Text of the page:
Burgundy is one of the most important wine regions on the planet, with many of the world’s finest pinot noir and chardonnay wines calling the Côte d’Or home. It’s also one of the most complex and difficult to understand. For someone studying wine, who happens to have a wife who loves pinot noir, a visit to Burgundy is almost a requirement. And if it’s not, you can pretend it is. Sure, you can read about the region all your want, but until your feet are on the ground and you’re taking time to visit the various villages and appellations, there’s no real way to make sense of it.
The drive from Avignon north was reminiscent of our travels through Normandy a few weeks earlier, with the hillsides covered in various shades of brilliant, non-autumnal, green. These views got us smiling, as did our anticipation of the fabled Burgundian hospitality, and the simple, and simply delicious, cooking we knew we’d find there. But before we started tramping around the grape vines, we needed to settle into Beaune and enjoy some of its warmth.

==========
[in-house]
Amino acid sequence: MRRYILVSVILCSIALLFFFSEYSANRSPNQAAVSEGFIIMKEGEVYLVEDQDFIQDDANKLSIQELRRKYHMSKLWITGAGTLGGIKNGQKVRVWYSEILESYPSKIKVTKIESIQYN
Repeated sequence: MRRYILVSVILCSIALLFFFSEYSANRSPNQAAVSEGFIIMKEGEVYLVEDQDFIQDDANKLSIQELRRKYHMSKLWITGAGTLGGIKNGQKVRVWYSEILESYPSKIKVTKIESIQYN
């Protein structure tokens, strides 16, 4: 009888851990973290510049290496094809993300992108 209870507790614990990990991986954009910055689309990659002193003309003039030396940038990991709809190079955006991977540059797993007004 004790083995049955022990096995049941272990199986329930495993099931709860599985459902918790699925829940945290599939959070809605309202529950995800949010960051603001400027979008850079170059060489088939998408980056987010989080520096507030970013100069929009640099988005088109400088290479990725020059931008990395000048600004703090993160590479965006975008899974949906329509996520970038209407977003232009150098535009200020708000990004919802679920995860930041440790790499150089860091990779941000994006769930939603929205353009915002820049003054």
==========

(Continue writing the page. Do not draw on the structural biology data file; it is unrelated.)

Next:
Our first full day in Beaune we connected with Sherry Thevenot, a wine guide based in Dijon, for a visit to a few pinot noir producers in the Côte de Nuits north of town. We stopped in at Domaine Pierre Amiot et Fils, Domaine Gros Frere et Soeur, and Domaine Maurice Chapuis. Dom. Gros we knew of, having a single bottle of their prized Grand Cru in our cellar, but Amiot and Chapuis were wonderfully, surprisingly new to us. We also had a chance to run through, literally, the legendary Cistercian Abbey at Clos Vougeot, which sits at the heart of the Cote, and stop for some pictures at the vineyards of the famed Domaine de la Romanee-Conti. In addition to our visit to the friendly and generous winemakers, we were also introduced along the way to l’ouefs murrette, poached eggs in red wine sauce. It was a day we’ll remember for a very long time.
Next, a look at our day in the Cote de Beaune and the things we learned along the way.